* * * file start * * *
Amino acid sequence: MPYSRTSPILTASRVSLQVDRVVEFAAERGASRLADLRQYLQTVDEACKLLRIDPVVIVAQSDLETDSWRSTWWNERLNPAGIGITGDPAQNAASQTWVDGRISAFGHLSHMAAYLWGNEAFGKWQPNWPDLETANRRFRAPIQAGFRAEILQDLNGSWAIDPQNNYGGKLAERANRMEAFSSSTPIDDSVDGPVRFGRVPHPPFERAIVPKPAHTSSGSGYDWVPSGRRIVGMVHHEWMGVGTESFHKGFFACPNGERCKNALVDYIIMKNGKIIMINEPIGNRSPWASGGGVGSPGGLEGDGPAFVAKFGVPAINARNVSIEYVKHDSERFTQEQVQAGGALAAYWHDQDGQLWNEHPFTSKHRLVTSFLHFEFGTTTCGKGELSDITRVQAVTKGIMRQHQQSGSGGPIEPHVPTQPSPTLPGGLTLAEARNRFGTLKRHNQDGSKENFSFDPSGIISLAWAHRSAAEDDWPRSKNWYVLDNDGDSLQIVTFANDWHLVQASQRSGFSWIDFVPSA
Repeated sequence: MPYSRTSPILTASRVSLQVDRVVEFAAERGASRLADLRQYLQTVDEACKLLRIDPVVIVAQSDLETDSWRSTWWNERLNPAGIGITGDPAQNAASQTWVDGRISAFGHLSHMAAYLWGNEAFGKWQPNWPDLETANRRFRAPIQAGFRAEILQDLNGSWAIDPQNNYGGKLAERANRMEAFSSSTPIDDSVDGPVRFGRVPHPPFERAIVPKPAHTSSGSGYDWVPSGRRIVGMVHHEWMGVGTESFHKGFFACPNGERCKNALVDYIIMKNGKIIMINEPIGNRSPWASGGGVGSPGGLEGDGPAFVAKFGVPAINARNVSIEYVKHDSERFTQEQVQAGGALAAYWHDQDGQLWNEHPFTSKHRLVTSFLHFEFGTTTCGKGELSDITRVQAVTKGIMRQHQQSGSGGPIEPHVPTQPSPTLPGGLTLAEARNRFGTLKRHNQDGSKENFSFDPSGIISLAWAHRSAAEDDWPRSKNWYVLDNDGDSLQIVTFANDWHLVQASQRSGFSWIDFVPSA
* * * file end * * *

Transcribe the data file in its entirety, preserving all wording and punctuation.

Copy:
Amino acid sequence: MPYSRTSPILTASRVSLQVDRVVEFAAERGASRLADLRQYLQTVDEACKLLRIDPVVIVAQSDLETDSWRSTWWNERLNPAGIGITGDPAQNAASQTWVDGRISAFGHLSHMAAYLWGNEAFGKWQPNWPDLETANRRFRAPIQAGFRAEILQDLNGSWAIDPQNNYGGKLAERANRMEAFSSSTPIDDSVDGPVRFGRVPHPPFERAIVPKPAHTSSGSGYDWVPSGRRIVGMVHHEWMGVGTESFHKGFFACPNGERCKNALVDYIIMKNGKIIMINEPIGNRSPWASGGGVGSPGGLEGDGPAFVAKFGVPAINARNVSIEYVKHDSERFTQEQVQAGGALAAYWHDQDGQLWNEHPFTSKHRLVTSFLHFEFGTTTCGKGELSDITRVQAVTKGIMRQHQQSGSGGPIEPHVPTQPSPTLPGGLTLAEARNRFGTLKRHNQDGSKENFSFDPSGIISLAWAHRSAAEDDWPRSKNWYVLDNDGDSLQIVTFANDWHLVQASQRSGFSWIDFVPSA
Repeated sequence: MPYSRTSPILTASRVSLQVDRVVEFAAERGASRLADLRQYLQTVDEACKLLRIDPVVIVAQSDLETDSWRSTWWNERLNPAGIGITGDPAQNAASQTWVDGRISAFGHLSHMAAYLWGNEAFGKWQPNWPDLETANRRFRAPIQAGFRAEILQDLNGSWAIDPQNNYGGKLAERANRMEAFSSSTPIDDSVDGPVRFGRVPHPPFERAIVPKPAHTSSGSGYDWVPSGRRIVGMVHHEWMGVGTESFHKGFFACPNGERCKNALVDYIIMKNGKIIMINEPIGNRSPWASGGGVGSPGGLEGDGPAFVAKFGVPAINARNVSIEYVKHDSERFTQEQVQAGGALAAYWHDQDGQLWNEHPFTSKHRLVTSFLHFEFGTTTCGKGELSDITRVQAVTKGIMRQHQQSGSGGPIEPHVPTQPSPTLPGGLTLAEARNRFGTLKRHNQDGSKENFSFDPSGIISLAWAHRSAAEDDWPRSKNWYVLDNDGDSLQIVTFANDWHLVQASQRSGFSWIDFVPSA